Ringing in success: creative AIDS communications

Executive Director, BBC Media Action USA

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Jasoos Vijay, the HIV-positive, crime-fighting hero, was a huge hit on Indian TV.

It's been six years since I sat in the shade of a tree in a remote village in Rajasthan, India, chatting to a fan of our work. I asked the man of the house if he watched Jasoos Vijay, our TV drama series featuring an HIV-positive detective.

He jumped up from his stool, disappeared into his hut, and returned holding a deep tin box, the kind used to store foodstuffs to protect its contents from the desert heat. He smiled as he pried open the lid and allowed me to peep inside.

The box contained a small TV, which he said he would connect to a power source on Sunday nights to watch Jasoos Vijay (Detective Vijay). Despite an irregular supply of electricity in his village, this man was one of nearly 70 million people from across the country who tuned in to watch the fast-paced adventures of the detective.

While attending the International AIDS Conference 2012 in Washington DC, I reflected on how far we have come from the early days of AIDS communications. When BBC Media Action started working on HIV awareness in India in 2001, HIV was a nascent but growing concern.

Sexually active men were the key audience in our efforts to communicate basic facts about the routes of transmission and the means of prevention. We knew that men like adventure and car chases, and so the smart and street-wise Jasoos Vijay was born.

Jasoos Vijay was a weekly half-hour television drama that provided accurate information about HIV to viewers through entertaining storylines. First broadcast in 2002, it became a family favourite over the next four years, often featuring in the top ten most watched TV shows in the country and winning several television awards. Once it was revealed that the hero Vijay was HIV positive, and importantly, that access to testing and treatment in India was becoming a reality, we could address more complex issues related HIV diagnosis, treatment and on-going care.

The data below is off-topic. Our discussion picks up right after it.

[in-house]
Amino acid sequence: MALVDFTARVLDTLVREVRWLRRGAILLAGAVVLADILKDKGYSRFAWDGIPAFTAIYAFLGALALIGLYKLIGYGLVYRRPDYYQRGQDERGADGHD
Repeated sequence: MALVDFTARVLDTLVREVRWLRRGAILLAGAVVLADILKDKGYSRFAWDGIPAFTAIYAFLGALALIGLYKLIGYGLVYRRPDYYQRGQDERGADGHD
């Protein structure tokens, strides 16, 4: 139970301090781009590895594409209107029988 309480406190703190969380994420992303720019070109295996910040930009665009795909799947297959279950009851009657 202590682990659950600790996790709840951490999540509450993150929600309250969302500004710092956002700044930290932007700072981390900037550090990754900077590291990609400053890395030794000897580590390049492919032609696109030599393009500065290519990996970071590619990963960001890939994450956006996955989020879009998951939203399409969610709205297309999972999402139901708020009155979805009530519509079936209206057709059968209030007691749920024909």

By 2007, it was clear that HIV was considered a "concentrated epidemic" in India, meaning that the prevalence of HIV was concentrated among high-risk groups such as sex workers, injecting drug users and men who have sex with men. Therefore, the focus of our AIDS communication changed from awareness raising among the general population to more catered communications addressing the information needs of high risk groups.

We needed to tackle taboos surrounding condoms. Research showed that a major barrier to condom use was embarrassment in purchasing them and fear of negative judgement when seen to be a condom user. We produced a multimedia interactive advertising campaign on TV, radio, outdoor and mobile with the goal to 'normalise' condoms and associate them with smart and responsible behaviour. If we make condoms more socially acceptable, then men, especially those in the high-risk groups, will have a more supportive environment to use them.

There had been a lot of advertisements on HIV prevention in India so it was essential that we produce a campaign that would get people talking and would be memorable. At the time, India was the world's fastest-growing mobile telephone market, with 300 million users and 10 million new subscribers a month. In a country where mobile ringtones are very popular, we capitalised on this trend, creating the first ever mobile ringtone with a health message – a condom themed ringtone!

Those who wanted to show support for condoms, or those who just liked the ringtone, could download it on their phones. When the phone rang, people would react – we hoped – and taboo-breaking conversations would ensue. The aim was that embarrassment about the word would gradually reduce and condoms would become 'normal' health products.

We received nearly 700,000 requests to download the ringtone and the government of India adopted the campaign and used it in its own HIV-prevention efforts. It made the front page of the Times of India, CNN listed it as the most novel condom campaign in the world and the ringtone topped a list of must-have ringtones in India. And, most importantly, condom purchases increased.

Mass media, whether it is through thrilling TV dramas, public service advertisements, or content on mobile phones, can be excellent platforms to deliver life-saving information and shape positive social norms. The popularity and effectiveness of Jasoos Vijay and the condom ringtone, among other initiatives in BBC Media Action's ten years of HIV and AIDS communication, reflects that’s it is possible to fulfil the BBC’s mission to inform, educate AND entertain.


Related links

 BBC Media Action: Condom is just another word 

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